Underscore Pi

This clever program written by Brian Westley calculates π by looking at its own area.  It is one of the winning entries of IOCCC in 1988.

#define _ -F<00||--F-OO--;
int F=00,OO=00;main(){F_OO();printf("%1.3f\n",4.*-F/OO/OO);}F_OO()
{
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}

Getting it to run

Because of an unusual use of the preprocessor, the program will not give correct results when compiled with modern gcc.

% gcc ./westley.c && ./a.out
(...warnings omitted)
0.250

One of the solutions is to use the -traditional-cpp parameter for gcc, as follows:

% gcc -traditional-cpp ./westley.c && ./a.out
(...warnings omitted)
3.141

Here we have it, a nice approximation of π.  But where do we get this value from?

How does it work?

We can ask gcc to perform only the pre-processing and not the actual compilation, by using the -E switch:

% gcc -traditional-cpp -E ./westley.c > expanded.c

This gives us a better view on the code, specifically the F_OO function.  The first line of the function shows us that the chains of minuses and underscores have been turned into something like this (newlines added for clarity):

-F<00||--F-OO--;
--F<00||--F-OO--;
--F<00||--F-OO--;
--F<00||--F-OO--;

We know that every _ is expanded by the preprocessor to -F<00||--F-OO--;.  The trick used here is that a minus before an underscore, -_, would change the expression to say --F<00||--F-OO--;, changing the negation into a pre-decrement.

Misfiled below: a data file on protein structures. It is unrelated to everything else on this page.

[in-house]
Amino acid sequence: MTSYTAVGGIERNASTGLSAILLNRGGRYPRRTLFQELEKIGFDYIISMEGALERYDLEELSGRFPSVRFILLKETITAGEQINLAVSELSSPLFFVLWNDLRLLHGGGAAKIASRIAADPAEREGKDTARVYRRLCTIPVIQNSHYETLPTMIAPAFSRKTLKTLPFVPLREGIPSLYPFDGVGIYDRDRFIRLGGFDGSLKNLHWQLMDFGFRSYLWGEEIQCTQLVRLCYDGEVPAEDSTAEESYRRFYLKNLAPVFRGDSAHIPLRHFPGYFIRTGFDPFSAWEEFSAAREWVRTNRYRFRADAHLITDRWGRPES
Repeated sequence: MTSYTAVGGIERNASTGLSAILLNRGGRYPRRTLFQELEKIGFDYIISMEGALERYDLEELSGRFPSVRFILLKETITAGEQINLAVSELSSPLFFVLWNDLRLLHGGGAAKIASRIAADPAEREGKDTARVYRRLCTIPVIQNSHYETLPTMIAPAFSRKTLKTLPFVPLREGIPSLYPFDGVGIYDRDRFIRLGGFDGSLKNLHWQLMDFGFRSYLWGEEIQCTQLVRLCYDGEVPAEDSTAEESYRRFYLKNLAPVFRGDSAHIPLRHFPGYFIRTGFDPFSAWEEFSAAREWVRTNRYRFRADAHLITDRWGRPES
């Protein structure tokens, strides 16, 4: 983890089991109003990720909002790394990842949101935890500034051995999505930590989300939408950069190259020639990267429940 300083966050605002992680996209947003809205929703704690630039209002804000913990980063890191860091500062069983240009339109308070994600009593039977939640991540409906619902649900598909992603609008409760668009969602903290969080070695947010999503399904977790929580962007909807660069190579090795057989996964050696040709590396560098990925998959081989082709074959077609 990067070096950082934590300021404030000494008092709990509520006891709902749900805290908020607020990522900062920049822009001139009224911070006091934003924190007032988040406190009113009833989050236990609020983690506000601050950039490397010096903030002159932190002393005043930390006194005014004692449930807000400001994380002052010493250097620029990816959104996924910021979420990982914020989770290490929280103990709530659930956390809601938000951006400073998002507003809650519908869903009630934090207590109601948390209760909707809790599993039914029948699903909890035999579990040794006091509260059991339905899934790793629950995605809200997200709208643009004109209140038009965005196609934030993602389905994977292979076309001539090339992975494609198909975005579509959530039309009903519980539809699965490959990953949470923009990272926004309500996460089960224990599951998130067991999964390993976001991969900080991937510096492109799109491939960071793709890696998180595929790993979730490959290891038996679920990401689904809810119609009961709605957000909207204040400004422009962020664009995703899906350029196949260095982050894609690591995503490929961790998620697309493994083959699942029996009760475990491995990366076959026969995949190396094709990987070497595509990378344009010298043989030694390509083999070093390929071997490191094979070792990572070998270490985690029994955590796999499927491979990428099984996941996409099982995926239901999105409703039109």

The effect of the code above would be one decrement of OO and four decrements of F, as follows:

-F < 00 || --F-OO--; would first check if the negation of F is less than zero.  F has the value of zero at the beginning, so the condition is false.  Therefore, the second part is evaluated, decrementing both F and OO.  Now, both F and OO are equal -1 .

--F < 00 || --F-OO--; would first decrement F, and then check if it’s less than zero.  The condition is true now and the second part is not evaluated, so now F equals -2 and OO still equals -1.

Examining the code further, it is easy to notice that OO is decremented for every line and F for every occurrence of an underscore in the code.  It is easy to see now that F is the calculated area of the circle and OO is the diameter.

Now the code can compute the approximate value of π, from the calculated area and diameter of the circle:

printf("%1.3f\n",4.*-F/OO/OO);

A bit of math

The formula used here derived from the one for calculating a circle area from its diameter:

r = \frac{d}{2}

A = \pi r^{2} = \pi \big ( \frac{d}{2} \big) ^{2} = \pi \frac{d^2}{4}

Dividing both sides by \frac{d^{2}}{4}  , we get:

\pi = A \frac{4}{d^{2}}

An exercise for the reader

What would happen if you make the circle in the code bigger?

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2 thoughts on “Underscore Pi

  1. Pingback: New top story on Hacker News: Underscore Pi – when M_PI from math.h is too mainstream; IOCCC winning entry – Tech + Hckr News

  2. Pingback: New top story on Hacker News: Underscore Pi – when M_PI from math.h is too mainstream; IOCCC winning entry – Technical Nair

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